SV Rainbow's End
Rene and Michael from SV Sea Mist
Greg and Candy from SV Arawa
Don and Pam from SV Rainbow's End
First anchorage in Bahia Ascension
Our second anchorage farther south in Bahia Ascension
On Sunday, March 25th 11:30 am we arrived at Bahia de le Ascension.  We anchored in 10 feet of muddy bottom near the beach.  The water was a little murky and later became lumpy sea state so we all decided with the bad weather heading our way perhaps we should move further south in the Bahia to Wilson Point to get better protection.  The weather forecast was the next 5 days of strong SE winds and would make our trip south very uncomfortable so we decided to stick it out here.  We moved 5 miles south for better protection.  Bahia de le Ascension is very remote and there was only one small village but we all opted to stay on our boats and when weather permitted we would explore.  We did explore.
Saturday March 31, 2018 – we finally have a break in the weather and we pulled up anchor and was now heading to Bahia Del Esperito Santos 40 miles away.  We left at 0630 am and had a great little sail south.  Scott caught 3 fish but we did not keep any due to the fear of ciguatera poisoning and they were not too big.  It was still fun to catch fish.  At 14:30 we dropped anchor in a beautiful spot behind the reef.  It was beautiful and bouncy.  Scott went snorkeling and said it was a really awesome reef.   Scott said he saw the biggest moray eel he has ever seen anywhere.  The plan was to stay here overnight and get up early and head more to the south BUT mother nature had her own plan.
We woke up to squalls which brought high winds and rain.  The rain part was OK but the high winds also brought high waves.
Our Anchorage in Bahia Espirito Santo
Since we were protected behind the reef The Ascension Fleet decided to wait out the squalls and leave later in the day & make it another overnight passage to Xcalak Mexico.  Xcalak at one time was the last check out point in Mexico for sailors heading south but that has changed to a place called Mahahal (a cruise port).  But our plan was to sail to Xcalak and when it was time to leave Mexico we would take a Taxi to Mahahal and check out that way.  Of course that did not work out either, but that will have to wait until the next blog post.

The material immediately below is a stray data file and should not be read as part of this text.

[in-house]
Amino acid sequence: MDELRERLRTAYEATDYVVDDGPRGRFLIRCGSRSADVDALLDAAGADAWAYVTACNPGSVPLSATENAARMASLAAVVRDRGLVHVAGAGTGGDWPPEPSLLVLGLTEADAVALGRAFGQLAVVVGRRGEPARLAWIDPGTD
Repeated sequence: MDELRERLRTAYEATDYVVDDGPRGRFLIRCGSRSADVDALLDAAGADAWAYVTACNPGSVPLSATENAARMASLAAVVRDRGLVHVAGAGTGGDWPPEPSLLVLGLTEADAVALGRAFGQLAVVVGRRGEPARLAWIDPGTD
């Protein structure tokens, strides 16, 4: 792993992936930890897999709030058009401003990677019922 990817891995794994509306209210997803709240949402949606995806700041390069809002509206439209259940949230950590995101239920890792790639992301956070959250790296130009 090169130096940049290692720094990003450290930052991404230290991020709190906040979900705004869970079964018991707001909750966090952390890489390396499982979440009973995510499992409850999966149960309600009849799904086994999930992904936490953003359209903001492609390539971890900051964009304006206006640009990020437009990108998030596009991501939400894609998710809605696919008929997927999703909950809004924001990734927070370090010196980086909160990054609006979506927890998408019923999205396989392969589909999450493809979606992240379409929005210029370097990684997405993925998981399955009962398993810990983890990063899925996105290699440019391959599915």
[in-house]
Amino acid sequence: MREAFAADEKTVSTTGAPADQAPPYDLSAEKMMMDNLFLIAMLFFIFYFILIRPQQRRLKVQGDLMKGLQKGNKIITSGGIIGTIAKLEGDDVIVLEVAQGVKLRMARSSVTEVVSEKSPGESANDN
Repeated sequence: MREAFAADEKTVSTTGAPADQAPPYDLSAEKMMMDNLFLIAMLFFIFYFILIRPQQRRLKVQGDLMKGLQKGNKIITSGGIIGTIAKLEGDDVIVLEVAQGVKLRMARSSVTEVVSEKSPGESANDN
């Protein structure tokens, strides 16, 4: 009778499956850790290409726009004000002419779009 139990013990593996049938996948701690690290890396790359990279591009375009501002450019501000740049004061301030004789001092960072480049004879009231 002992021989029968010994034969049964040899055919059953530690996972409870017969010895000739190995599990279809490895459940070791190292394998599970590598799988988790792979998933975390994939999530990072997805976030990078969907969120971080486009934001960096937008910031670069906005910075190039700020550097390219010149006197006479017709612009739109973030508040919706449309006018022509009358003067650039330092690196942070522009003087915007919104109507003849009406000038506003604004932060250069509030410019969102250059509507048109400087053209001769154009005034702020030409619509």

We arrived in Xcalak on Monday April 2, 2018 at 10:00 am…..Captain Scott will tell the story of this place, checking out of Mexico and tell of the great place Xcalak Mexico.

Sunday, May 13, 2018

Isla Mujeres Mexico and South.

By Captain Scott Buckley

As I write this post about our experiences in Mexico I am actually in Guatemala.  We have cruised Belize and traveled up the Rio Dulce in Guatemala and are at a Marina.  Cleaning up the boat washing clothes, taking long showers and yes catching up on blog post because we have INTERNET.  Tamera always says the same thing when we are anchored at some remote island with no one around she will pick up her phone and announce that she “cannot believe there is NO INTERET”.  I usually reply, “I know I hate this place”.

I want to talk more about the magic of Belize and the jewel that is Guatemala but to do justice to the chronology of the blog I have to cover those times that are already fading into memory.

In Isla Mujeres Mexico we checked into our second foreign country as cruisers.  It is a bit harder than it was in the Bahamas because of the language barrier.  As well there are much fewer cruising boats that visit the Western Caribbean than the Eastern Caribbean therefore it is a little less cruiser friendly.  To add to the general confusion for first timers like us the system has recently changed.  The Navy took over the Port Captains duties and removed many services such as immigration and custom office up and down the eastern Yucatan coast.  I believe this effort is to combat corruption but it is causing problems for many Mexican as this was their way of doing business with Cuba, Venezuela, Colombia, Trinidad and others.   While I applaud the intent of this action the impact has been hard on the towns down the Yucatan coast that relied on trading other than the tourist trade.  For us and those traveling with us this lost of official services would prove problematic later on.